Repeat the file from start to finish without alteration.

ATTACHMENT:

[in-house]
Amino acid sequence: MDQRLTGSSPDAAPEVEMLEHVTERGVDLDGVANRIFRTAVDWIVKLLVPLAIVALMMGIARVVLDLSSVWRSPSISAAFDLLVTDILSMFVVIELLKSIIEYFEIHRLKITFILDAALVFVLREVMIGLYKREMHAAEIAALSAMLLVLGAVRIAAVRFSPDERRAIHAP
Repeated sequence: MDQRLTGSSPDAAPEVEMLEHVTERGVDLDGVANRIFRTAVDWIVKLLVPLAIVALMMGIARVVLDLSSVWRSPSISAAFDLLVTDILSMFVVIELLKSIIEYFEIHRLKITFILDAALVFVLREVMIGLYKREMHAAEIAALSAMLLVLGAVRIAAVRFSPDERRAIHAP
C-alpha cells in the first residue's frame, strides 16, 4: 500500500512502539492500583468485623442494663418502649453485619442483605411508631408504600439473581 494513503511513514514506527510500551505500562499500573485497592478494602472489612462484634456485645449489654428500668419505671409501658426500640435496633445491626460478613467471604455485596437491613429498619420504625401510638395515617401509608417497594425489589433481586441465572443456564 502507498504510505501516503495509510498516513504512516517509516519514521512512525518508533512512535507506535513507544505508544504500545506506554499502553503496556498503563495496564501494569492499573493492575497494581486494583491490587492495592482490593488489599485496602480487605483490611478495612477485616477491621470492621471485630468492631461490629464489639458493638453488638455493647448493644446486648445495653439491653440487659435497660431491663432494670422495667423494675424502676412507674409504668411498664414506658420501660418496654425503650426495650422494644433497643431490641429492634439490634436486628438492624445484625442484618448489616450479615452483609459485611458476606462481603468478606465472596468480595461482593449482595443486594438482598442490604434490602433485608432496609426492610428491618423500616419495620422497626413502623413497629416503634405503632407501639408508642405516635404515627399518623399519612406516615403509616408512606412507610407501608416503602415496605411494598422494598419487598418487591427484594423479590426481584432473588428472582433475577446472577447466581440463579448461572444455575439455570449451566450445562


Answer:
[in-house]
Amino acid sequence: MDQRLTGSSPDAAPEVEMLEHVTERGVDLDGVANRIFRTAVDWIVKLLVPLAIVALMMGIARVVLDLSSVWRSPSISAAFDLLVTDILSMFVVIELLKSIIEYFEIHRLKITFILDAALVFVLREVMIGLYKREMHAAEIAALSAMLLVLGAVRIAAVRFSPDERRAIHAP
Repeated sequence: MDQRLTGSSPDAAPEVEMLEHVTERGVDLDGVANRIFRTAVDWIVKLLVPLAIVALMMGIARVVLDLSSVWRSPSISAAFDLLVTDILSMFVVIELLKSIIEYFEIHRLKITFILDAALVFVLREVMIGLYKREMHAAEIAALSAMLLVLGAVRIAAVRFSPDERRAIHAP
C-alpha cells in the first residue's frame, strides 16, 4: 500500500512502539492500583468485623442494663418502649453485619442483605411508631408504600439473581 494513503511513514514506527510500551505500562499500573485497592478494602472489612462484634456485645449489654428500668419505671409501658426500640435496633445491626460478613467471604455485596437491613429498619420504625401510638395515617401509608417497594425489589433481586441465572443456564 502507498504510505501516503495509510498516513504512516517509516519514521512512525518508533512512535507506535513507544505508544504500545506506554499502553503496556498503563495496564501494569492499573493492575497494581486494583491490587492495592482490593488489599485496602480487605483490611478495612477485616477491621470492621471485630468492631461490629464489639458493638453488638455493647448493644446486648445495653439491653440487659435497660431491663432494670422495667423494675424502676412507674409504668411498664414506658420501660418496654425503650426495650422494644433497643431490641429492634439490634436486628438492624445484625442484618448489616450479615452483609459485611458476606462481603468478606465472596468480595461482593449482595443486594438482598442490604434490602433485608432496609426492610428491618423500616419495620422497626413502623413497629416503634405503632407501639408508642405516635404515627399518623399519612406516615403509616408512606412507610407501608416503602415496605411494598422494598419487598418487591427484594423479590426481584432473588428472582433475577446472577447466581440463579448461572444455575439455570449451566450445562